I am excited to use Wordle more in the future!

Teachers learn too!

Each day that we have class, I find myself continually inspired by what we discuss and read. This week we read the article, “The Nuts and Bolts of 21st Century Teaching”. Suffice it to say, the author Shelley Wright truly amazed me; not simply because she decided to change her teaching approach for a particular assignment, but because of how she let herself be challenged to try something new and in doing so found an amazing new teaching strategy.

Ms. Wright decided to take a new approach to teaching her students about the Holocaust. Rather than teach them through lecture like she had previously done, she decided to give them a hands-on, inquiry learning experience and had her students research and curate an exhibit on the Holocaust. Instead of giving instructions on steps to take, Ms. Wright simply gave a timeline of where she wanted her students to be, and then let them take the lead. She helped them come up with the focus by having them write ideas on sticky notes and then had her class group the ideas together into like topics. This gave them a starting point to break into groups for researching, but the rest was up to her students.

When they got stuck, she intervened very little and instead guided them to find the answer. And when they needed inspiration to get them over the transition from researching to composition, she showed them a video to inspire them. I found the following statement from the article very poignant, “Inquiry learning is not a familiar experience for them. Instead, by grade 10, my students have learned that if they wait long enough, they will be rescued. Not anymore.” I actually found this to be the crux of her entire lesson and one of the most important skills she taught them – that no one is going to hold their hand through life.

Some of the technology she used in her class were applications we have looked at like Delicious and Google Docs. She showed easy applications of these programs in her classroom. I particularly liked that she introduced them naturally and in a way that fit with what the needs of the assignment were. This was very fitting to her goal of making the assignment something that was relevant and timely for her students.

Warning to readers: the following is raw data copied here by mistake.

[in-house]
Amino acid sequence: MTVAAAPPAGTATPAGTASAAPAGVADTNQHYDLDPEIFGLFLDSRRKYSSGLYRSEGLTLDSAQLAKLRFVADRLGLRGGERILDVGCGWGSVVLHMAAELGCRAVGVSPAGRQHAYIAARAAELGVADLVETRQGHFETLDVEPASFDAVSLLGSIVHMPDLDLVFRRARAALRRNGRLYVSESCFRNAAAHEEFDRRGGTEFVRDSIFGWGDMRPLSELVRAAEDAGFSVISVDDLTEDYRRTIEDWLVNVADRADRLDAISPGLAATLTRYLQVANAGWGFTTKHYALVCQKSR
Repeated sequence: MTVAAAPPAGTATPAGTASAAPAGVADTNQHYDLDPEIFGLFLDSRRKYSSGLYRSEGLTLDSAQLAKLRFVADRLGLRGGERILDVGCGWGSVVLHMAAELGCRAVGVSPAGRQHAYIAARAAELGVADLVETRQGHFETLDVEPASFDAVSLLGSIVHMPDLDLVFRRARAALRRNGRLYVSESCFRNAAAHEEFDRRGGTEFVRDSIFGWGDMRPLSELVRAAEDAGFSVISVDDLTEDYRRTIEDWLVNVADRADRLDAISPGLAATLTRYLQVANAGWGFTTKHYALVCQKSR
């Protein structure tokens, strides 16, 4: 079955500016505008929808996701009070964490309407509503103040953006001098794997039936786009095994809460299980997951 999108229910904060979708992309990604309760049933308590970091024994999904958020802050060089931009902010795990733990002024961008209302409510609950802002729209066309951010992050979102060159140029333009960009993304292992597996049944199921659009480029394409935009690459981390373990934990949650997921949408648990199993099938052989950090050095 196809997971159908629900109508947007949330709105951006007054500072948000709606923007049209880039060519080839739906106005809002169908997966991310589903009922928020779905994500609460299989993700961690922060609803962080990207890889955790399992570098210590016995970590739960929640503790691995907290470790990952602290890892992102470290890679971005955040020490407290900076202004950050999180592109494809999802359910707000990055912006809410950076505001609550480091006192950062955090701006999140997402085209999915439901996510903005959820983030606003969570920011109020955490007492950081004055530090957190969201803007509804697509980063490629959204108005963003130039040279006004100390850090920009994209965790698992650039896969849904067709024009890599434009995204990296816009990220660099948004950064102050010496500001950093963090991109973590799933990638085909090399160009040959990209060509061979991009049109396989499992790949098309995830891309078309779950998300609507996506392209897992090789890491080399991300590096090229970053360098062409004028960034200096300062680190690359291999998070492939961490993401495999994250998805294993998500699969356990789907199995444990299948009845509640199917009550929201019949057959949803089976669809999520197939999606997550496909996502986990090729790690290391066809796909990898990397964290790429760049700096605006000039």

Though the story of her students working their way through this assignment was inspiring on its own, what got me most was her story. Through this journey, Ms. Wright found herself more engaged and excited about this project because her students were. She had started a brand new project unsure of where it would lead, and ended up learning alongside her students. To me, that is at the heart of teaching, and that is most inspiring about this whole story. I ended up following Ms. Wright on Twitter (@wrightsroom), and in her feed found a tweet with two very amazing videos that gave me chills. Here is the link.

I am going to keep this article in mind so that when I am a teacher I can be reminded to take chances in trying new approaches with my students.

One small step….

Now that we have been in this class for a couple of weeks, I feel like I am beginning to build my own cache of ideas for integrating technology into the classroom, and I have even been able to find some ways to practice applying what we have learned into my Sunday school classroom.

Though we may not have Smartboards or projectors at the ready, I have been trying to apply what I can into my Sunday school classroom, and in doing so, I am finding it is changing the way I look for resources. For example,  I just found a great video that I can use for a lesson on the travels of St. Paul. Previously, I might have handed out maps to look at with the different routes, but now when we do this lesson in two weeks, we will watch a video that gives both the travel routes and the timeline. I think watching the video will help them to better understand the relation between time and travel, and will allow more time for the follow-up activity. I also think that they will enjoy watching a video more than simply looking at the printed maps. And as much as I love maps, I do recognize that for my students, it is the difference between using this:

And watching this:

Although I love the map, the video somehow seems more interactive.

Of course, when looking for either the map or the video, I had to consider accuracy. With so much information available online, it is evermore important to confirm accuracy of information. While the video above may not be the most accurate in terms of naming every city or town that St. Paul visited on his travels, it names the major ones and gives a general timeline which shows that the travel happened over the course of years, rather than days or weeks, which is what I was looking for.